Ruby equivalent to `find . -perm -g+rw -ls`

Hi,

I can’t find a Ruby equivalent to

find . -perm -g+rw -ls

Currently, it looks like I’ll need to combine,

File.stat(file).mode

with something like Hal F.'s sym2oct,

http://blade.nagaokaut.ac.jp/cgi-bin/scat.rb/ruby/ruby-talk/96956

hacked into Daniel B.'s file-find gem,

http://blade.nagaokaut.ac.jp/cgi-bin/scat.rb/ruby/ruby-talk/248981

and require ‘etc’ to pull out the user and group names instead of uids
and gids?

Is there an alternative to all this yak shaving?

Thanks,

On Nov 17, 2008, at 11:21 AM, Bil K. wrote:

with something like Hal F.'s sym2oct,
Is there an alternative to all this yak shaving?
maybe something like this?

rolando:test_perm rolando$ ls -l
total 8
-rw-rw-r-- 1 rolando staff 0 Nov 17 12:12 1
-rw-r–r-- 1 rolando staff 0 Nov 17 12:13 2
-rw-r–r-- 1 rolando staff 77 Nov 17 12:21 perm.rb

rolando:test_perm rolando$ find . -perm -g+rw -ls
1510804 0 -rw-rw-r-- 1 rolando staff 0 Nov 17
12:12 ./1

rolando:test_perm rolando$ ruby perm.rb
["./1"]
rolando:test_perm rolando$ cat perm.rb

NOTE: 060 == g+rw

p Dir["./**/*"].select { |f| File.stat(f).mode & 060 == 060 ? true :
nil }

Thanks,

http://twitter.com/bil_kleb

regards,

Hi,

Rolando A. [email protected] wrote:

maybe something like this?
[…]
rolando:test_perm rolando$ cat perm.rb

NOTE: 060 == g+rw

This is what I’m reduced to doing now. It just feels wrong
for me to have to resort to octal – it’s not at the
correct abstraction level as evidenced by your comment.

p Dir["./**/*"].select {
|f| File.stat(f).mode & 060 == 060 ? true : nil }

You don’t need the ‘? true : nil’ part AFAICT – the
first conditional satisfies select.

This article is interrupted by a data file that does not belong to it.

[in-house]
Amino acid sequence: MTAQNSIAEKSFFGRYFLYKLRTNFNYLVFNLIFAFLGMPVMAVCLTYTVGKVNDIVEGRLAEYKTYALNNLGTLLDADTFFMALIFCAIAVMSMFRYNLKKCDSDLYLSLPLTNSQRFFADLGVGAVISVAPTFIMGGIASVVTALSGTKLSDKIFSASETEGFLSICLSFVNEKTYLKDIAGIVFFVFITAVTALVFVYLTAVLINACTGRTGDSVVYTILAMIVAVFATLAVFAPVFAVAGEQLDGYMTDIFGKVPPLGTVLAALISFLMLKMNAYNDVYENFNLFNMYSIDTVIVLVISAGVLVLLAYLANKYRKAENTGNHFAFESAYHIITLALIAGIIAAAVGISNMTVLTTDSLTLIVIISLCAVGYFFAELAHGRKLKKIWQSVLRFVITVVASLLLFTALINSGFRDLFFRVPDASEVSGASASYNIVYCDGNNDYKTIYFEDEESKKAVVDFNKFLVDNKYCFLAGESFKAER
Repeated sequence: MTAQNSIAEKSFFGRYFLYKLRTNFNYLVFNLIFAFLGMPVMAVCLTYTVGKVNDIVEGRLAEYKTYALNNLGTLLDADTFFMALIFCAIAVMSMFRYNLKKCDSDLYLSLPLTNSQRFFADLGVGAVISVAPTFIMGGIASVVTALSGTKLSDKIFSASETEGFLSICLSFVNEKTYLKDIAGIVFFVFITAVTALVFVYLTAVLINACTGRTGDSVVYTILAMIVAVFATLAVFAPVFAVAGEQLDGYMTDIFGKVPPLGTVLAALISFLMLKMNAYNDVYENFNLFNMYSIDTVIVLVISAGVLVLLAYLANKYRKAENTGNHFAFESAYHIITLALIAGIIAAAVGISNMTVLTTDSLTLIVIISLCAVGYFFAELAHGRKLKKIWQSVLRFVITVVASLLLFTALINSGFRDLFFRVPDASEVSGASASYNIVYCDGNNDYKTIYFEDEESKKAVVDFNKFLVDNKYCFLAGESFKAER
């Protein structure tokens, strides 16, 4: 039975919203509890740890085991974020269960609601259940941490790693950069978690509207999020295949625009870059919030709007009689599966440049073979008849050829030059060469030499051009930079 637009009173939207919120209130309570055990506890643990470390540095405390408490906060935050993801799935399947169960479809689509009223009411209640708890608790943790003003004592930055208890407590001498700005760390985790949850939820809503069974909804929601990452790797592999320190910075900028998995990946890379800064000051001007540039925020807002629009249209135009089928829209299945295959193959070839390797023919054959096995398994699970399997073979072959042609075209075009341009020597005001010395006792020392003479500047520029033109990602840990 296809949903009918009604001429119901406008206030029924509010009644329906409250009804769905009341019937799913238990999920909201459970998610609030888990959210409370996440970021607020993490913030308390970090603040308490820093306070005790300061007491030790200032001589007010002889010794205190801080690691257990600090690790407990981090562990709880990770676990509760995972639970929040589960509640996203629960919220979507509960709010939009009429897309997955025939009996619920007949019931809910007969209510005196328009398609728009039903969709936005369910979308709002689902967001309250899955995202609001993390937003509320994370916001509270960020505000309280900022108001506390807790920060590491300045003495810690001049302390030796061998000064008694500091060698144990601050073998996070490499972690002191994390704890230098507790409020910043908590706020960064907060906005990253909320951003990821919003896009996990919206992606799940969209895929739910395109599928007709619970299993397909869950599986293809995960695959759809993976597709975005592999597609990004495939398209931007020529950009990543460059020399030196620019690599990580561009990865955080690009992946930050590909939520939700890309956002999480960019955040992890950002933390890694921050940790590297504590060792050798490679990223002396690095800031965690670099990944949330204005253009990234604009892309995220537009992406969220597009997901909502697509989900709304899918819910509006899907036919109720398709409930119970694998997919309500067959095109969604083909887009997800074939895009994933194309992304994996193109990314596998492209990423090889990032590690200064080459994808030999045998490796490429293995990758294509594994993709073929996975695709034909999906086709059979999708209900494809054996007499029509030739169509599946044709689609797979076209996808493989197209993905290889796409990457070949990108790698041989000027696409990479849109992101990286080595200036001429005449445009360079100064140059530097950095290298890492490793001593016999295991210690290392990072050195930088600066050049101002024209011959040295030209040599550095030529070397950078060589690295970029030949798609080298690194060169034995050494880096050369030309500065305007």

Regards,

On Nov 17, 2008, at 3:31 PM, Bil K. wrote:

You don’t need the ‘? true : nil’ part AFAICT – the
first conditional satisfies select.

that’s correct.

Regards,

http://twitter.com/bil_kleb

regards,

Bil K. wrote:

with something like Hal F.'s sym2oct,
Is there an alternative to all this yak shaving?
Not at the moment, but both are excellent ideas. I’ve submitted them
myself at:

http://rubyforge.org/tracker/index.php?func=detail&aid=22854&group_id=735&atid=2912
http://rubyforge.org/tracker/index.php?func=detail&aid=22855&group_id=735&atid=2912

Supporting strings for users and groups is trivial. Supporting symbolic
permissions will be more of a hassle.

Regards,

Dan

Hi,

Daniel B. [email protected] wrote:

Bil K. wrote:

[…] Is there an alternative to all this yak shaving?

Not at the moment, but both are excellent ideas.
I’ve submitted them myself at:

[http://rubyforge.org/tracker/?atid=2912&group_id=735]

Excellent; thanks.

Regards,

Bil K. wrote:

Excellent; thanks.
I’ve already tested and committed the changes for the :user and :group
changes.
They’ll be part of release 0.2.2. I should have a release out this week.

I’ll save the :perm changes for 0.2.3 after I’ve had the chance to
review some
of the code I’ve seen online.

Regards,

Dan

Hi,

On Nov 17, 11:56 am, Bil K. [email protected] wrote:

Excellent; thanks.

file-find 0.2.2 has been released, which now supports names as well as
id’s for the :name and :group options (on Unix, anyway).

Regards,

Dan

On Nov 17, 7:21 am, Bil K. [email protected] wrote:

with something like Hal F.'s sym2oct,
Is there an alternative to all this yak shaving?
I just released file-find 0.2.4 which now does all your yak shaving
for you, i.e. it now supports symbolic permissions, too.

Regards,

Dan

This forum is not affiliated to the Ruby language, Ruby on Rails framework, nor any Ruby applications discussed here.

| Privacy Policy | Terms of Service | Remote Ruby Jobs